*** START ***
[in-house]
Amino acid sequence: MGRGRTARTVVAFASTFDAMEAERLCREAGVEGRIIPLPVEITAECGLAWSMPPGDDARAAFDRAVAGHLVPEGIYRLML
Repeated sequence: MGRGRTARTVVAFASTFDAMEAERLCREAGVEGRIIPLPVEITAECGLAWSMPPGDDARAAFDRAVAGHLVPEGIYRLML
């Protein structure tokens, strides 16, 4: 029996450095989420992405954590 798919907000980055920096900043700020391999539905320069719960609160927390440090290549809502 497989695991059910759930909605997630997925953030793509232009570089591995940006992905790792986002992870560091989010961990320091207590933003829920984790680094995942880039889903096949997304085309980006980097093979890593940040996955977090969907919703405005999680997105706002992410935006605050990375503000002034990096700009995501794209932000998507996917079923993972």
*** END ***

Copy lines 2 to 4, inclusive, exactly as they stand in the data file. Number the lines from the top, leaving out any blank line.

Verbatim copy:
Amino acid sequence: MGRGRTARTVVAFASTFDAMEAERLCREAGVEGRIIPLPVEITAECGLAWSMPPGDDARAAFDRAVAGHLVPEGIYRLML
Repeated sequence: MGRGRTARTVVAFASTFDAMEAERLCREAGVEGRIIPLPVEITAECGLAWSMPPGDDARAAFDRAVAGHLVPEGIYRLML
């Protein structure tokens, strides 16, 4: 029996450095989420992405954590 798919907000980055920096900043700020391999539905320069719960609160927390440090290549809502 497989695991059910759930909605997630997925953030793509232009570089591995940006992905790792986002992870560091989010961990320091207590933003829920984790680094995942880039889903096949997304085309980006980097093979890593940040996955977090969907919703405005999680997105706002992410935006605050990375503000002034990096700009995501794209932000998507996917079923993972």